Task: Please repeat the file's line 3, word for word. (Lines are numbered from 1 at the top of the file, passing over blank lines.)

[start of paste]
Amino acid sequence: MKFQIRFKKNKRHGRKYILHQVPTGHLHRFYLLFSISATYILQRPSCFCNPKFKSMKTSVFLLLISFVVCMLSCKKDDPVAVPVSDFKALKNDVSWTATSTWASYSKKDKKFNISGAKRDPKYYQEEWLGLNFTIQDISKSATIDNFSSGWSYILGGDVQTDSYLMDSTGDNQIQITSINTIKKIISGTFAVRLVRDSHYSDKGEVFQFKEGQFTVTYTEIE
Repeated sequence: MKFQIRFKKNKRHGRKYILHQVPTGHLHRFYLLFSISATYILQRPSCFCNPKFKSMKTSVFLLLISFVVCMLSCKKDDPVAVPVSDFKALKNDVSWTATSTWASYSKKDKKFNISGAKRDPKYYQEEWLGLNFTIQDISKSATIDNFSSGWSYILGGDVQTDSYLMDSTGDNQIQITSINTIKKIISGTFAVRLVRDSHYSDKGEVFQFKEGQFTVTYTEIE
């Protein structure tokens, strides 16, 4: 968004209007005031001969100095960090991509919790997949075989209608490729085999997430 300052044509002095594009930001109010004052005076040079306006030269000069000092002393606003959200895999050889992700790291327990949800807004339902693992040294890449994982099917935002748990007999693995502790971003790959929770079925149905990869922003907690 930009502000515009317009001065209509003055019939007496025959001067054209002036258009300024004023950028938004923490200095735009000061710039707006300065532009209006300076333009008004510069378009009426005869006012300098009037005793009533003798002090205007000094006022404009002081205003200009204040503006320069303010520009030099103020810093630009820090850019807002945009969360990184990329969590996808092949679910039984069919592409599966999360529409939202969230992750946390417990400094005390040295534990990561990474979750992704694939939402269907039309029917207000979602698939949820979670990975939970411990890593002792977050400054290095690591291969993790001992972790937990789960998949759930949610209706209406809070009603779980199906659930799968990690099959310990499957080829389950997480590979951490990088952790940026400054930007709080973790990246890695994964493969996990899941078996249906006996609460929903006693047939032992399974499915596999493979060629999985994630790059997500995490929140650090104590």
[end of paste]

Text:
């Protein structure tokens, strides 16, 4: 968004209007005031001969100095960090991509919790997949075989209608490729085999997430 300052044509002095594009930001109010004052005076040079306006030269000069000092002393606003959200895999050889992700790291327990949800807004339902693992040294890449994982099917935002748990007999693995502790971003790959929770079925149905990869922003907690 930009502000515009317009001065209509003055019939007496025959001067054209002036258009300024004023950028938004923490200095735009000061710039707006300065532009209006300076333009008004510069378009009426005869006012300098009037005793009533003798002090205007000094006022404009002081205003200009204040503006320069303010520009030099103020810093630009820090850019807002945009969360990184990329969590996808092949679910039984069919592409599966999360529409939202969230992750946390417990400094005390040295534990990561990474979750992704694939939402269907039309029917207000979602698939949820979670990975939970411990890593002792977050400054290095690591291969993790001992972790937990789960998949759930949610209706209406809070009603779980199906659930799968990690099959310990499957080829389950997480590979951490990088952790940026400054930007709080973790990246890695994964493969996990899941078996249906006996609460929903006693047939032992399974499915596999493979060629999985994630790059997500995490929140650090104590």